In December 2011, I went on BizTalk training with @BizTalkBill and I’m now four weeks into the next stage of my career which is being an Microsoft “Integration Specialist”. You won’t find any open source in this realm, no ruby, nothing involving indie developers cracking out code until late at night.
What this change means is getting to know Visual Studio, BizTalk, SQL Server and all things Microsoft. It means using TFS, even though you really want to use Git. It means C# coding when you are familiar with interpreted languages like Perl, PHP and Ruby (I won’t be doing an ASP work).
That means you can expect going forward less posts about Unix, Clearcase (finally!) and Open Source platforms, and more about Microsoft offerings; specifically integration products.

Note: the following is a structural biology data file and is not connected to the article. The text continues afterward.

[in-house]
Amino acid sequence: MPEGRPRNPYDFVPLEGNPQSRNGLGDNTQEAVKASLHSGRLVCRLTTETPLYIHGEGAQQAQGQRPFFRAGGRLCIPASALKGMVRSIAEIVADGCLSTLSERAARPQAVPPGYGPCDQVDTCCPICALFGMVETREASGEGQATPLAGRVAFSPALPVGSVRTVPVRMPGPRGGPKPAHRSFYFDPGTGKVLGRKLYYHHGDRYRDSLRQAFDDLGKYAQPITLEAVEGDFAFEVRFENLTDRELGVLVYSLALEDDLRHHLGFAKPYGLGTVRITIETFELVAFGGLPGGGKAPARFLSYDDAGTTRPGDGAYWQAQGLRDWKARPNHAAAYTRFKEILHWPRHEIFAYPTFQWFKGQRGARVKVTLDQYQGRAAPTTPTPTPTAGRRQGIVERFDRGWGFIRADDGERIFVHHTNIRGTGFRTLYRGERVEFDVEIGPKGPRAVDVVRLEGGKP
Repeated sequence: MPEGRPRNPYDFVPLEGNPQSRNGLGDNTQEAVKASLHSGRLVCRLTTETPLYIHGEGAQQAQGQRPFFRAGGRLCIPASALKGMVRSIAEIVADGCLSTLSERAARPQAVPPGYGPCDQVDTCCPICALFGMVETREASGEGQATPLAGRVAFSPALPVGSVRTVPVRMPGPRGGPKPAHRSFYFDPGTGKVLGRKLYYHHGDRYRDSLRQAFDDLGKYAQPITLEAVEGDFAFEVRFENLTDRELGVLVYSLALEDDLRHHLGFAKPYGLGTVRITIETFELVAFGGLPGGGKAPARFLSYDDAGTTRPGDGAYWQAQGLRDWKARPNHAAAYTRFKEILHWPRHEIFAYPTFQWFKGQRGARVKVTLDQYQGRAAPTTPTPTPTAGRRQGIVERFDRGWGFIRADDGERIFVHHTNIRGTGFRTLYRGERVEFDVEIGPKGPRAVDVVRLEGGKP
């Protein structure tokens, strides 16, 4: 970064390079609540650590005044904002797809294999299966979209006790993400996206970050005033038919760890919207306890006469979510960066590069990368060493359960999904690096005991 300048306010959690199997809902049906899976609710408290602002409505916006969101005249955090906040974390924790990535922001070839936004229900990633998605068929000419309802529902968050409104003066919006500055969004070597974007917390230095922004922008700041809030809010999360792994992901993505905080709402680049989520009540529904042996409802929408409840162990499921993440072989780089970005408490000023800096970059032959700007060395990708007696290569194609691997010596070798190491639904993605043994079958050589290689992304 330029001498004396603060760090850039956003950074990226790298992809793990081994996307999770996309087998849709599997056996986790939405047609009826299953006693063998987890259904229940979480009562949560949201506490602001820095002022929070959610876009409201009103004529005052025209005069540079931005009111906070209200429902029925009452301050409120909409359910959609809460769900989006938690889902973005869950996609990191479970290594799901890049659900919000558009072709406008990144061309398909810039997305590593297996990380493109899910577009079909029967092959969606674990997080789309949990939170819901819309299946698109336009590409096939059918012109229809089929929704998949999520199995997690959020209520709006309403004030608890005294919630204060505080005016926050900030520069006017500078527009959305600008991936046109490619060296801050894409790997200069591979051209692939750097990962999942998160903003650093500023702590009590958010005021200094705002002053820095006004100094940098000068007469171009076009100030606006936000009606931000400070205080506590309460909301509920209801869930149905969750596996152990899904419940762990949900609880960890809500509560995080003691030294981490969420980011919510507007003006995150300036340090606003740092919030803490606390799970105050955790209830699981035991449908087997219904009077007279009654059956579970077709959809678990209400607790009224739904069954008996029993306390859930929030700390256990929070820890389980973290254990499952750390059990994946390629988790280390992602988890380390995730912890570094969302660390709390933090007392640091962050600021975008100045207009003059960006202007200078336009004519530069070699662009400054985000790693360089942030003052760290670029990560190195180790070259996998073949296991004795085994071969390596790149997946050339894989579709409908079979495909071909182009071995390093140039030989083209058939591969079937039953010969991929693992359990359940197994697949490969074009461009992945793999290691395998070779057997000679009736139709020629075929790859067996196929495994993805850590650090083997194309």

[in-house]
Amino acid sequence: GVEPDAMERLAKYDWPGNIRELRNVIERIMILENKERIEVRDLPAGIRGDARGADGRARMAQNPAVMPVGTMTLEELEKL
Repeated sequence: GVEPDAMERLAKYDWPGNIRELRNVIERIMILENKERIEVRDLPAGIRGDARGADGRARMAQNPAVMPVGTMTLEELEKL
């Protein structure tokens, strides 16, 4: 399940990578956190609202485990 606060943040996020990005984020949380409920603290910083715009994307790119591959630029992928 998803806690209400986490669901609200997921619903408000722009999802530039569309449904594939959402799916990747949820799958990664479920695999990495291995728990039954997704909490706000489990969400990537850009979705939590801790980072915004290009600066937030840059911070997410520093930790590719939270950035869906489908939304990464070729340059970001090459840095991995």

I was trying to clone my wordpress plugin from the wordpress svn repo using git-svn. I had no luck for about the past 8 weeks, with this problem:
Initialized empty Git repository in /Users/lantrix/tweet/.git/
Using higher level of URL: http://plugins.svn.wordpress.org/tweet => http://plugins.svn.wordpress.org
And it would proceed to hit up the entire wordpress repo. After reading a possible solution on Charlie’s Old blog, I stubmled across a newer way to do this.
As of v1.6.4 of git, you can now use a –no-minimize-url when doing a git-svn clone. This makes git clone only the part of the repo you want; and the added bonus is you can get all your tags and branches.
Here is how I did it:
It still took a while to parse all the SVN history, and now of course this stands out in the git-svn doco 😛
The authors.txt file just mapped my svn users to git user/email pair, e.g.:
Here is a quick way to show the current git branch when you are in a repository directory. Place this in your .bashrc or .bash_profile:
I’ve also customised the PS1 to show user/host/path.
You should probably setup git bash completion as well. This can be done by sourcing the bash completion script that is available in the git source code as shown (change path to where you place script):